How the collaborative approach is tackling digital exclusion
The One Digital programme is made up of five diverse UK organisations united by one goal: to help people of all backgrounds and skill levels to make the most of the digital world.
According to the 2018 Lloyds Bank Consumer Digital Index, just over eleven million people in the UK have limited basic digital skills such as being able to use a search engine, shop or manage their money online.
In 2015, six diverse UK organisations launched the One Digital programme, through support from the Big Lottery Fund, with the aim of putting their heads together to improve digital inclusion. They achieved this by using Digital Champions – trained individuals who can support people to get online and gain confidence in using digital technologies.
In its first ‘test-and-learn’ year the programme surpassed expectations, recruiting and training over 1,100 Digital Champions and supporting over 11,000 people to be more confident online. Five of the organisations continued the partnership (Age UK, Citizens Online, Clarion Futures, Digital Unite and SCVO) and secured Big Lottery funding for another three years from 2017. Their current goal is to recruit and train a further 3,000 Digital Champions and support 37,000 people by 2020.
Why is the digital inclusion issue so important?
This is fundamentally important for lots of reasons. For example not being online excludes people from so many vital activities, take employment and access to benefits as a starting point. Most jobs are advertised online, so if you lack basic digital skills, you immediately face a fundamental barrier to getting into work.
A large concern is for Universal Credit. If you’re not confident online you aren’t going to claim your universal credit, and you have no income. And it’s not just claiming it, you have to manage your universal credit claim online and if you don’t know how or don’t have the kit it’s a massive barrier.
The financial cost of not being online is huge. Recent research on the ‘poverty premium’ shows that not being online means you can’t get access to cheaper products and services – things that add up to a significant amount of savings every year.
Alarmingly 6% of our young tenants are digitally excluded. This has a very different impact on a young person than someone who is maybe in their 80’s and not online, as they are not accessing services, or accessing the finances and jobs they need, and it’s just another form of social exclusion.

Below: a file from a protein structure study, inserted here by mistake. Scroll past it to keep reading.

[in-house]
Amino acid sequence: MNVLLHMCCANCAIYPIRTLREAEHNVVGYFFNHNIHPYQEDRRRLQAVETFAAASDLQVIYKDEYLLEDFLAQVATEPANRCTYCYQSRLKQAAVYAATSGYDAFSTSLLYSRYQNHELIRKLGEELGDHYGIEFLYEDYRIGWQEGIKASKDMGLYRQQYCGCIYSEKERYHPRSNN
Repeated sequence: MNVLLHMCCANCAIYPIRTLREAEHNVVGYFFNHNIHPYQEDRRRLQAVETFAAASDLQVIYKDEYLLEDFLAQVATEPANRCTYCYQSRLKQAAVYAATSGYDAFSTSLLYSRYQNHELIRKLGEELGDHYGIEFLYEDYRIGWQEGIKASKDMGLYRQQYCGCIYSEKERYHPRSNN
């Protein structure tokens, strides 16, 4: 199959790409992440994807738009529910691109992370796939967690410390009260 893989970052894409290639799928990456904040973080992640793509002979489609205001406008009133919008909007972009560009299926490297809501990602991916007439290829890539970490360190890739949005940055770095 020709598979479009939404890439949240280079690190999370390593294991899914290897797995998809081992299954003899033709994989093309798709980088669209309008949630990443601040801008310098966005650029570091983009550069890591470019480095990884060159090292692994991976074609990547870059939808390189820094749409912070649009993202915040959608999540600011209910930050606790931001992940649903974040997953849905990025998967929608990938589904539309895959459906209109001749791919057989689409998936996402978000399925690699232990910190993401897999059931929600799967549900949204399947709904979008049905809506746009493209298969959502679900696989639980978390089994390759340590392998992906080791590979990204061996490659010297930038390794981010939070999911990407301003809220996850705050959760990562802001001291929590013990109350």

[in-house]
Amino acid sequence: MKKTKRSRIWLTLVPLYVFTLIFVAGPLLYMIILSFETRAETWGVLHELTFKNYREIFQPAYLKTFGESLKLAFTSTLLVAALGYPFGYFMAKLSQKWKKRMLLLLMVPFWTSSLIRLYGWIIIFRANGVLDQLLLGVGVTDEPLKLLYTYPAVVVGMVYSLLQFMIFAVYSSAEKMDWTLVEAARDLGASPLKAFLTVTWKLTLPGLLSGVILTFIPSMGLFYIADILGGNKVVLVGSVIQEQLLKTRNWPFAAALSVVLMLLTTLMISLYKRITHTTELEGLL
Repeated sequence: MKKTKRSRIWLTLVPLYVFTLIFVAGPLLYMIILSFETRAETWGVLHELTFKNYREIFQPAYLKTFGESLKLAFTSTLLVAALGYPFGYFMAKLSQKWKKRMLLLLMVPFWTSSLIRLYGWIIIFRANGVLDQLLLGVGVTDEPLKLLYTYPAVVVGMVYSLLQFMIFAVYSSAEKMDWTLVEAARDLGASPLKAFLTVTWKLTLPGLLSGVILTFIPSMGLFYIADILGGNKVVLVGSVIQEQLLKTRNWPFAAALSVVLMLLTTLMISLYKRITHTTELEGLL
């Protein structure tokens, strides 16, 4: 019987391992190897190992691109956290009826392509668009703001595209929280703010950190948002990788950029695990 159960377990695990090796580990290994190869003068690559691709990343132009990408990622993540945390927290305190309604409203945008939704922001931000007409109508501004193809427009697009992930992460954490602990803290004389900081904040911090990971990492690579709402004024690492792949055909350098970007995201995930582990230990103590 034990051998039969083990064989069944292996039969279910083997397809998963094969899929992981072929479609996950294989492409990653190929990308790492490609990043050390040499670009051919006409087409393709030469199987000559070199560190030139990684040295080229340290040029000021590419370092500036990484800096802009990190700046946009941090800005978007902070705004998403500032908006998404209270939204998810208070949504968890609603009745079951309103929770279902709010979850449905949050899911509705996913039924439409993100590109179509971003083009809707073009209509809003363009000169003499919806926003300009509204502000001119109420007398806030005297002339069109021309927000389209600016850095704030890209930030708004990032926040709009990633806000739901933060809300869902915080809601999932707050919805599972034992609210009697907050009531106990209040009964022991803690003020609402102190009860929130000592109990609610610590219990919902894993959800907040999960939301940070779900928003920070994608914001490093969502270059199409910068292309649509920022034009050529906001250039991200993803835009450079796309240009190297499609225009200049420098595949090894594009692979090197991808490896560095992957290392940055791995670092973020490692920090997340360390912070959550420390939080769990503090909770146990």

What is the benefit of the collaborative, inter-organisational approach?
Collaboration has a massive role to play. Because all the partners are very different, they all bring different insights. And then you start to think ‘how does that insight work for me as an organisation and my client group – what can I take from that?’
There are lots of things coming out where we might not see the relevance now but it sits in the back of our head and we ask ‘I wonder if that would work here?’
They have a supportive, respectful open network. They can look at each other’s models and constantly challenge and ask questions. ‘Is it something we should do?’ ‘Why does it work?’ ‘What doesn’t work?’ ‘What do you think my problem would be if I tried to do that here?’
One Digital is open for other partners to get involved
They are five organisations at the moment – when they initially launched AbilityNet was also a partner. They always said it’s a really flexible partnership, not fixed.
Any organisation that works in the area of digital inclusion with the digital champion model is welcome to work within the partnership, whether for a short period of time or a longer period. Their aim is to be an evolving partnership, working in as many ways as we can to make sure that the UK is a digitally inclusive society.
How to get involved: if you would like to learn more about the One Digital partnership and how your organisation can get involved, get in touch with One Digital Programme Director Sarah Cant: email@example.com